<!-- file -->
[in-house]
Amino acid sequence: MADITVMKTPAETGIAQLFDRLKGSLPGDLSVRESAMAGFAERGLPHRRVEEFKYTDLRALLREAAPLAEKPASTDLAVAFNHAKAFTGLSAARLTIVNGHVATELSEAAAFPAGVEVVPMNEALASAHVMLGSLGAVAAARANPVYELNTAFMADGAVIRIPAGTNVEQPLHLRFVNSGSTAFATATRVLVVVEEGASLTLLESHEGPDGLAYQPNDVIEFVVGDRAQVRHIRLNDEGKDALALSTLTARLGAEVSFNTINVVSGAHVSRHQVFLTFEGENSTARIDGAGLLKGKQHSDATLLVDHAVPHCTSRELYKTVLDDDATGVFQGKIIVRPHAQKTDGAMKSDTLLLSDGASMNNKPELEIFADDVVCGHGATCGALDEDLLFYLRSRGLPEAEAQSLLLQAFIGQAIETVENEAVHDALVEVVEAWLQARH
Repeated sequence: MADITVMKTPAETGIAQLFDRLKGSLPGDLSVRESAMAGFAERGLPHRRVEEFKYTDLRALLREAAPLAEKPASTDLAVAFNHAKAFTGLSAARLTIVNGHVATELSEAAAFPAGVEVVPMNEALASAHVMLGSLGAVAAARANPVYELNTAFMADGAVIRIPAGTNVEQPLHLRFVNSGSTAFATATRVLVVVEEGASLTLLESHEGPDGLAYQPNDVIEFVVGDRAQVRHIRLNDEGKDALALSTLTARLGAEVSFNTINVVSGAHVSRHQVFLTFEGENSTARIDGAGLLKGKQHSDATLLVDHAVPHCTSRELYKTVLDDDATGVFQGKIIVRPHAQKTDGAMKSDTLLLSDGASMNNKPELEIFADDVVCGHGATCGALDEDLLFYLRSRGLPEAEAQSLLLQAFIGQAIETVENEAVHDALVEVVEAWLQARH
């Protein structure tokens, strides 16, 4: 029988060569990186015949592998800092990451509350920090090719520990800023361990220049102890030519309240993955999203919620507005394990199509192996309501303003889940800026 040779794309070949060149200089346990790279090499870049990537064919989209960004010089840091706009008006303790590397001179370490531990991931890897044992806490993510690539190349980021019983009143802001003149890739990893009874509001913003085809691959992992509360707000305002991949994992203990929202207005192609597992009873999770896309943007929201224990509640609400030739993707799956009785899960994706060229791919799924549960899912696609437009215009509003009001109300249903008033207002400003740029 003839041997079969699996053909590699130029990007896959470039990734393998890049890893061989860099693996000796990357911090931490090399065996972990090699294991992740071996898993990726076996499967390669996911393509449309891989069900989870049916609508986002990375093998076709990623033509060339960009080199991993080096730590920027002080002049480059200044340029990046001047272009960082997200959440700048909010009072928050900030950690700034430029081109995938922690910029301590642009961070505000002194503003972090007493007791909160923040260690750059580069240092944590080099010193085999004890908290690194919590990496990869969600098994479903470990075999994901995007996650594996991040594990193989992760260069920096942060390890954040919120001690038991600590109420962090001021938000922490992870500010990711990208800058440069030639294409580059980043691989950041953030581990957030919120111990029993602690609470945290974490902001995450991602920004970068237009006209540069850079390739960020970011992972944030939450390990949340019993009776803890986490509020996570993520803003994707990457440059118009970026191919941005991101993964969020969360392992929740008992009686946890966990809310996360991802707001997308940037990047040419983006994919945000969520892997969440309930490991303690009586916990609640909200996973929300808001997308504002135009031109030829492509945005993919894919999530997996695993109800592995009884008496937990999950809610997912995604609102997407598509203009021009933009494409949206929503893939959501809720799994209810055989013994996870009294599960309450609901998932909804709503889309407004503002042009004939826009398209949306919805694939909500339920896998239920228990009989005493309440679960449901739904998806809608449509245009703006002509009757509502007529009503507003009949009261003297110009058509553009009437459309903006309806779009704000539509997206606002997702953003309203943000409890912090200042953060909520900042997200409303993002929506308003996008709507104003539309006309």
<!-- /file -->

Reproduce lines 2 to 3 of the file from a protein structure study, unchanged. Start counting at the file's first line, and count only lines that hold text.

Amino acid sequence: MADITVMKTPAETGIAQLFDRLKGSLPGDLSVRESAMAGFAERGLPHRRVEEFKYTDLRALLREAAPLAEKPASTDLAVAFNHAKAFTGLSAARLTIVNGHVATELSEAAAFPAGVEVVPMNEALASAHVMLGSLGAVAAARANPVYELNTAFMADGAVIRIPAGTNVEQPLHLRFVNSGSTAFATATRVLVVVEEGASLTLLESHEGPDGLAYQPNDVIEFVVGDRAQVRHIRLNDEGKDALALSTLTARLGAEVSFNTINVVSGAHVSRHQVFLTFEGENSTARIDGAGLLKGKQHSDATLLVDHAVPHCTSRELYKTVLDDDATGVFQGKIIVRPHAQKTDGAMKSDTLLLSDGASMNNKPELEIFADDVVCGHGATCGALDEDLLFYLRSRGLPEAEAQSLLLQAFIGQAIETVENEAVHDALVEVVEAWLQARH
Repeated sequence: MADITVMKTPAETGIAQLFDRLKGSLPGDLSVRESAMAGFAERGLPHRRVEEFKYTDLRALLREAAPLAEKPASTDLAVAFNHAKAFTGLSAARLTIVNGHVATELSEAAAFPAGVEVVPMNEALASAHVMLGSLGAVAAARANPVYELNTAFMADGAVIRIPAGTNVEQPLHLRFVNSGSTAFATATRVLVVVEEGASLTLLESHEGPDGLAYQPNDVIEFVVGDRAQVRHIRLNDEGKDALALSTLTARLGAEVSFNTINVVSGAHVSRHQVFLTFEGENSTARIDGAGLLKGKQHSDATLLVDHAVPHCTSRELYKTVLDDDATGVFQGKIIVRPHAQKTDGAMKSDTLLLSDGASMNNKPELEIFADDVVCGHGATCGALDEDLLFYLRSRGLPEAEAQSLLLQAFIGQAIETVENEAVHDALVEVVEAWLQARH